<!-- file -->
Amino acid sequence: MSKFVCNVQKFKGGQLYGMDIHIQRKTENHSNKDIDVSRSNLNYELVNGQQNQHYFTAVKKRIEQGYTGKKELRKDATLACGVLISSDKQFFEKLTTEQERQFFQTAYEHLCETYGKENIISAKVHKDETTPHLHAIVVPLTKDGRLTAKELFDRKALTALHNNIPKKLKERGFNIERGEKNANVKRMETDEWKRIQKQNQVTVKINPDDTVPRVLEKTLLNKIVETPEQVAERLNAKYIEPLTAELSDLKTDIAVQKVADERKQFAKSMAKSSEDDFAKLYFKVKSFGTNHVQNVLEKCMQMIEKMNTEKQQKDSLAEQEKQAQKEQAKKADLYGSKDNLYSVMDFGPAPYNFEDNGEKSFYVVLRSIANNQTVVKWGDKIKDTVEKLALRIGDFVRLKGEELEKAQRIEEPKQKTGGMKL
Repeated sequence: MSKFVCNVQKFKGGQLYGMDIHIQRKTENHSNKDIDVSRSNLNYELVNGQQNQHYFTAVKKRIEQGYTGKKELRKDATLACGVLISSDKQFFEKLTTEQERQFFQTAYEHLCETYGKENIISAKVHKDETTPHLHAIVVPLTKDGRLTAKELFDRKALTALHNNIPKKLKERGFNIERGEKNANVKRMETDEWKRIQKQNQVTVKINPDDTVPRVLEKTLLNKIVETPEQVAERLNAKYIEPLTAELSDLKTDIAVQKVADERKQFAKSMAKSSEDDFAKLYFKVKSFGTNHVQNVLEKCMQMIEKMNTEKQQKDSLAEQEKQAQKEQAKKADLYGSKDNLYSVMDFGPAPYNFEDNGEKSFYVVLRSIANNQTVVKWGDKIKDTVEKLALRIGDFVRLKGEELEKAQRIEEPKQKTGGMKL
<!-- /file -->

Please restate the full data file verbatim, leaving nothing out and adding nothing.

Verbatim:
Amino acid sequence: MSKFVCNVQKFKGGQLYGMDIHIQRKTENHSNKDIDVSRSNLNYELVNGQQNQHYFTAVKKRIEQGYTGKKELRKDATLACGVLISSDKQFFEKLTTEQERQFFQTAYEHLCETYGKENIISAKVHKDETTPHLHAIVVPLTKDGRLTAKELFDRKALTALHNNIPKKLKERGFNIERGEKNANVKRMETDEWKRIQKQNQVTVKINPDDTVPRVLEKTLLNKIVETPEQVAERLNAKYIEPLTAELSDLKTDIAVQKVADERKQFAKSMAKSSEDDFAKLYFKVKSFGTNHVQNVLEKCMQMIEKMNTEKQQKDSLAEQEKQAQKEQAKKADLYGSKDNLYSVMDFGPAPYNFEDNGEKSFYVVLRSIANNQTVVKWGDKIKDTVEKLALRIGDFVRLKGEELEKAQRIEEPKQKTGGMKL
Repeated sequence: MSKFVCNVQKFKGGQLYGMDIHIQRKTENHSNKDIDVSRSNLNYELVNGQQNQHYFTAVKKRIEQGYTGKKELRKDATLACGVLISSDKQFFEKLTTEQERQFFQTAYEHLCETYGKENIISAKVHKDETTPHLHAIVVPLTKDGRLTAKELFDRKALTALHNNIPKKLKERGFNIERGEKNANVKRMETDEWKRIQKQNQVTVKINPDDTVPRVLEKTLLNKIVETPEQVAERLNAKYIEPLTAELSDLKTDIAVQKVADERKQFAKSMAKSSEDDFAKLYFKVKSFGTNHVQNVLEKCMQMIEKMNTEKQQKDSLAEQEKQAQKEQAKKADLYGSKDNLYSVMDFGPAPYNFEDNGEKSFYVVLRSIANNQTVVKWGDKIKDTVEKLALRIGDFVRLKGEELEKAQRIEEPKQKTGGMKL